Photo Credit: NatiShohatFlash90.jpg
Israeli police officers clash with protesters at the expulsion of Amona residents in 2006.

A Jerusalem court handed down a sentence of six months of community service, without a jail sentence, to a policeman convicted of a brutal beating of a protester during the expulsion of residents of Amona in 2006.

Even the judge, Moti Polik, criticized the prosecution for not demanding a harsher sentence for the policemen Moti Mahagar.

Advertisement



IT took nine years before Israel’s screwy judicial system finally handed down the sentence, a year after the conviction and nine years after the crime.

Mahagar would not have been indicted if it weren’t for a video that showed him relentlessly using a club to beat victims entrenched in buildings during the expulsion in Samaria.

Oh yes, Mahagar also was scalped with a fine, a grand total of $7819.53 (30,000 shekels), according to today’s official exchange rate.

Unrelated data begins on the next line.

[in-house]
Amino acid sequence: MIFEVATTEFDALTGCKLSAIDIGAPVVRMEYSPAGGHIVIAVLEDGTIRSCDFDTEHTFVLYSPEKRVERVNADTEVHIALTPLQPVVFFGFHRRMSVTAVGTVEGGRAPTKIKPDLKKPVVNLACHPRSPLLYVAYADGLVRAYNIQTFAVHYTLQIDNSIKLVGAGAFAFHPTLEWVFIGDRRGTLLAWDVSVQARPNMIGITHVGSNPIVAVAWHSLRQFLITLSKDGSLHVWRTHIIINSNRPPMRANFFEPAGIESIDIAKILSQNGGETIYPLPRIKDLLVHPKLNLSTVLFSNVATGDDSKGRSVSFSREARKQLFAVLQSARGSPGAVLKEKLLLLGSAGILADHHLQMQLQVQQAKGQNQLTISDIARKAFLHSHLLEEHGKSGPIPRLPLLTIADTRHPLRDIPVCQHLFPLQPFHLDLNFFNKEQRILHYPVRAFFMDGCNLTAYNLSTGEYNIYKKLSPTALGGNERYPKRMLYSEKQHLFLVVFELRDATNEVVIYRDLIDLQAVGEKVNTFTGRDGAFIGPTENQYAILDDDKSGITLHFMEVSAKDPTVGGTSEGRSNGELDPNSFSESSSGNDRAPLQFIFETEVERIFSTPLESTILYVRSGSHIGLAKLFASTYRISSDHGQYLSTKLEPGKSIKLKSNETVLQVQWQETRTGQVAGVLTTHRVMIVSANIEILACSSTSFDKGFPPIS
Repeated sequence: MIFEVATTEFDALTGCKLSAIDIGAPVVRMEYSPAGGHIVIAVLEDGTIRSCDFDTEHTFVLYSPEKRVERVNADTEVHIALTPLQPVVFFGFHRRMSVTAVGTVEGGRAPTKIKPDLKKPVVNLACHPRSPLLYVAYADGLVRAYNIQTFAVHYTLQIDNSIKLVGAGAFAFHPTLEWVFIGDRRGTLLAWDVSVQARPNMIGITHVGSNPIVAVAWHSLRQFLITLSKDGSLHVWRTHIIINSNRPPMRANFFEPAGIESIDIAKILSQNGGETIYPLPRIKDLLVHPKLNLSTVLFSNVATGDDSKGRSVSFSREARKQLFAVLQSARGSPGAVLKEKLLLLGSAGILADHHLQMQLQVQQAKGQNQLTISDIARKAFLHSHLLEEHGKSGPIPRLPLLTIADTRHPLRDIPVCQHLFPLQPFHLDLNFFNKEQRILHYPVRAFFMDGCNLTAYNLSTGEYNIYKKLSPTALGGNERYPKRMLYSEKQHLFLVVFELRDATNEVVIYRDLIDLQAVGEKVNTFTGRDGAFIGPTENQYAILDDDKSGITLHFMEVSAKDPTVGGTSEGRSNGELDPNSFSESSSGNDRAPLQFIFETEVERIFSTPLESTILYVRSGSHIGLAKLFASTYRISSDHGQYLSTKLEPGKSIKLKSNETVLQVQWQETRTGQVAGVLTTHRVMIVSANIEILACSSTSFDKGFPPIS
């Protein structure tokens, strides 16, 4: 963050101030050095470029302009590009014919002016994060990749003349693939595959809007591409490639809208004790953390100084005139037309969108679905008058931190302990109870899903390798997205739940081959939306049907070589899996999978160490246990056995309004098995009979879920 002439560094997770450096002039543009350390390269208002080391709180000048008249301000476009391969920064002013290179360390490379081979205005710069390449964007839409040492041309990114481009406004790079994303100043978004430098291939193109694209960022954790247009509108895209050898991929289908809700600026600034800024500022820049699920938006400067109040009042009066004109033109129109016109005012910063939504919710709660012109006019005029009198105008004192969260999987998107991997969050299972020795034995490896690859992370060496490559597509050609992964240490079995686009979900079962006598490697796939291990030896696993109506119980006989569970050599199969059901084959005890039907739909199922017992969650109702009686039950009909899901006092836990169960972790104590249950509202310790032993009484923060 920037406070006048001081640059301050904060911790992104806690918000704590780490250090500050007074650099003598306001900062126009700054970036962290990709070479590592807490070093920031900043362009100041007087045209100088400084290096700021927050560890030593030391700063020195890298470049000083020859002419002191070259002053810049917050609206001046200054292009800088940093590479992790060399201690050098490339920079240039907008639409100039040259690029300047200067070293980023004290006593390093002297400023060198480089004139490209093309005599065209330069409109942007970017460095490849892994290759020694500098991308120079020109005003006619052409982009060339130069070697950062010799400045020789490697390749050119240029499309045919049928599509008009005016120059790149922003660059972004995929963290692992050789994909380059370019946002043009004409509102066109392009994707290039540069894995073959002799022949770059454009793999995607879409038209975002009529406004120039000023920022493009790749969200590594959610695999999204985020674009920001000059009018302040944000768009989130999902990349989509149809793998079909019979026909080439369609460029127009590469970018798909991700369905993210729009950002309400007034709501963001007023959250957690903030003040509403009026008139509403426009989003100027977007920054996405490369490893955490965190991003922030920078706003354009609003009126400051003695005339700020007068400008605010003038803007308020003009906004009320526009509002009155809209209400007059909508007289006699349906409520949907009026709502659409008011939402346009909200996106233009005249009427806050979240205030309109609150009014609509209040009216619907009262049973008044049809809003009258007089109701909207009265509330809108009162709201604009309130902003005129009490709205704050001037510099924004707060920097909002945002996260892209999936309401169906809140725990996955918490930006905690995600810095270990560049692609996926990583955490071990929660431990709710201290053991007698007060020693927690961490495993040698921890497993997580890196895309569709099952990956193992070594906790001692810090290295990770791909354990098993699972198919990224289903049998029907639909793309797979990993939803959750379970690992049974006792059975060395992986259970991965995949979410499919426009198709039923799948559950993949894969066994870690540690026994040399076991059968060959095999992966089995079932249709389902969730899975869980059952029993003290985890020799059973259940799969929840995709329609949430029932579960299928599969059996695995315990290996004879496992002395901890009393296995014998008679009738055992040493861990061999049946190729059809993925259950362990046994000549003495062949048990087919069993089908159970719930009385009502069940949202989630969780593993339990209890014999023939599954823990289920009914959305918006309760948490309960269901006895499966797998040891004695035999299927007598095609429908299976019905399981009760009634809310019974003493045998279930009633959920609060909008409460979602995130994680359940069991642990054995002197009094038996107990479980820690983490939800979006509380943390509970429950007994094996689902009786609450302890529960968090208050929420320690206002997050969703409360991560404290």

Advertisement

SHARE
Previous articleClimate Change, an Overarching Approach
Next articleUpdate: Suspected ISIS Suicide Attack Kills 28 in Turkey
Tzvi Ben Gedalyahu is a graduate in journalism and economics from The George Washington University. He has worked as a cub reporter in rural Virginia and as senior copy editor for major Canadian metropolitan dailies. Tzvi wrote for Arutz Sheva for several years before joining the Jewish Press.

3 COMMENTS

  1. Having been at Amona and subsequently spending 5 days in hospital from injuries, this latest is a travesty of our justice system. no wonder the young people/adults who were there or have grown up with this and the Gush Katif expulsion (of which I was also present) have led to diminished trust in the government, the IDF and the police, especially the latter who were brutal beyond anything and a lot of quasi Jews amongst them. the price for these two event is yet to be payed by us in general.

Comments are closed.

Loading Facebook Comments ...